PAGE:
The Supplemental Nutrition Assistance Program (SNAP) is the primary source of nutrition assistance for many low-income people. Beyond providing a monthly benefit to spend on food, the program aims to ensure that SNAP participants have adequate access to enough food to lead healthy, active lives.
- Federal nutrition assistance programs and emergency food provision
- Household food security
- Low-wage labor markets
- Older adult care and nutrition
- Longitudinal data analysis
- Nutrition and Food Assistance Programs
- Food Security and Hunger
- Human Services
James Mabli specializes in federal nutrition assistance programs, including the Supplemental Nutrition Assistance Program (SNAP), formerly known as the Food Stamp Program; the Older Americans Act Nutrition Services Program (congregate and home-delivered meal programs); and community-based emergency food programs. Much of his work focuses on the intersection of low-income households’ decisions to participate in these programs, their efforts to find and retain employment, and programs that address barriers to job security and adequate access to food.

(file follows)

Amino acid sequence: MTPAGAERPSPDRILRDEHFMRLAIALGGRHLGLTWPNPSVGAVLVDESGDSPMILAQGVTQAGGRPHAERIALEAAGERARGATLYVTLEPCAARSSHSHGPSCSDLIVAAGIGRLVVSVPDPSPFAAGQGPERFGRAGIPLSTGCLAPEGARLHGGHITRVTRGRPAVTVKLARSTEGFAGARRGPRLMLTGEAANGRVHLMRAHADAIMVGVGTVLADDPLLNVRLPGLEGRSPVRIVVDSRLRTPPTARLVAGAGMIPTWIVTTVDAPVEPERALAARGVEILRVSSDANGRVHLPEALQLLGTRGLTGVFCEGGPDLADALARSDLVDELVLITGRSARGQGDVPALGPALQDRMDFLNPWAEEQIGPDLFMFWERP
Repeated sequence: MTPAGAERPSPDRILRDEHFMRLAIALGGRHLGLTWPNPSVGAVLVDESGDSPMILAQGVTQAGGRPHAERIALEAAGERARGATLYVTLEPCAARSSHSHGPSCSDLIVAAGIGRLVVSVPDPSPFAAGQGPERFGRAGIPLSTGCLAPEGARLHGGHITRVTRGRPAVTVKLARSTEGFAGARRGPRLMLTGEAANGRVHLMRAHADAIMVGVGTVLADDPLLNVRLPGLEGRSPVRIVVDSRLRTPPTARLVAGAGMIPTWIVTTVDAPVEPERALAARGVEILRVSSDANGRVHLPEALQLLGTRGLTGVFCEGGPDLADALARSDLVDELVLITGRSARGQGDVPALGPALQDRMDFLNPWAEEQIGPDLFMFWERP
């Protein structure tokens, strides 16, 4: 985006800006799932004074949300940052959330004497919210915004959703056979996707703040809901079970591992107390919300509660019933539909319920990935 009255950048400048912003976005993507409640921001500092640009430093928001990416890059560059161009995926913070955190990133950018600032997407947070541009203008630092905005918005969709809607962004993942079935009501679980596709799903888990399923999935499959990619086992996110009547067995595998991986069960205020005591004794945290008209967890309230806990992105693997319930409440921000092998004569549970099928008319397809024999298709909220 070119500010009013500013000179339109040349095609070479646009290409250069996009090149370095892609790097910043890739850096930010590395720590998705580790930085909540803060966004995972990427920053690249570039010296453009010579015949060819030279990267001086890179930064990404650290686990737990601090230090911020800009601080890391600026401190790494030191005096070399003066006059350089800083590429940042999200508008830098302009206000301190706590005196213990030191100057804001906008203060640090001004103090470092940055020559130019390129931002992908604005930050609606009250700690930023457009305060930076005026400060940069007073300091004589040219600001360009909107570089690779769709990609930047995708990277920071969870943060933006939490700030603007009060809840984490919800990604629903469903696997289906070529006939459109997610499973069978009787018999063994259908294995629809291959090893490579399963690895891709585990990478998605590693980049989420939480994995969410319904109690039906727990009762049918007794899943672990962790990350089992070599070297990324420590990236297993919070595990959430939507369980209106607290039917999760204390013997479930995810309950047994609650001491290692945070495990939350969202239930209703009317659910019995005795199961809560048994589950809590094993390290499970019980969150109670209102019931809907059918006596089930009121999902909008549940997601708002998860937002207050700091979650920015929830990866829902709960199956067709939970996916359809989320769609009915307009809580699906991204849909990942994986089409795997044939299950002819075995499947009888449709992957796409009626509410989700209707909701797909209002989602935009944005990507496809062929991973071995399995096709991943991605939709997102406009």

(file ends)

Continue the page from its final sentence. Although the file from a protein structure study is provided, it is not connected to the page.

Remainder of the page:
Mabli is the project director for Mathematica’s SNAP Employment and Training Pilots Evaluation for the U.S. Department of Agriculture, which is a large 10-state random assignment evaluation of innovative strategies to help SNAP participants increase employment, earnings, and food security and decrease dependency on public assistance. He also directs the Administration on Aging’s Nutrition Services Program Evaluation, which estimates the impact of receiving congregate and home-delivered meals on participants’ food security, socialization, diet quality, and health. In addition to performing federal evaluations, he directs projects for foundations and nonprofit organizations. He currently leads a project for the Greater Chicago Food Depository, one of the largest food banks in the country. This project assesses the food needs of food-insecure older adults in Chicago and will create a program model for providing meals and services to clients with varying degrees of mobility and food and transportation access, in part through prepared-meal pilots.
Mabli, who joined Mathematica in 2006, publishes frequently in peer-reviewed journals such as the Journal of Labor Economics, Pediatrics, Journal of Nutrition, and the American Journal of Public Health. He holds a Ph.D. in economics from New York University.
Evaluation of SNAP Employment and Training Pilots
The Administration on Aging Nutrition Services Program Evaluation
The Administration for Community Living (ACL) was created around the fundamental principle that all people, regardless of age or disability, should be able to live independently and fully participate in their communities.
Striking a Balance: Examining SNAP Benefit and Eligibility Parameters for Low-Income Households
This study assessed whether benefit and eligibility parameters of the Supplemental Nutrition Assistance Program (SNAP) are aligned with the actual expenses that low-income households incur.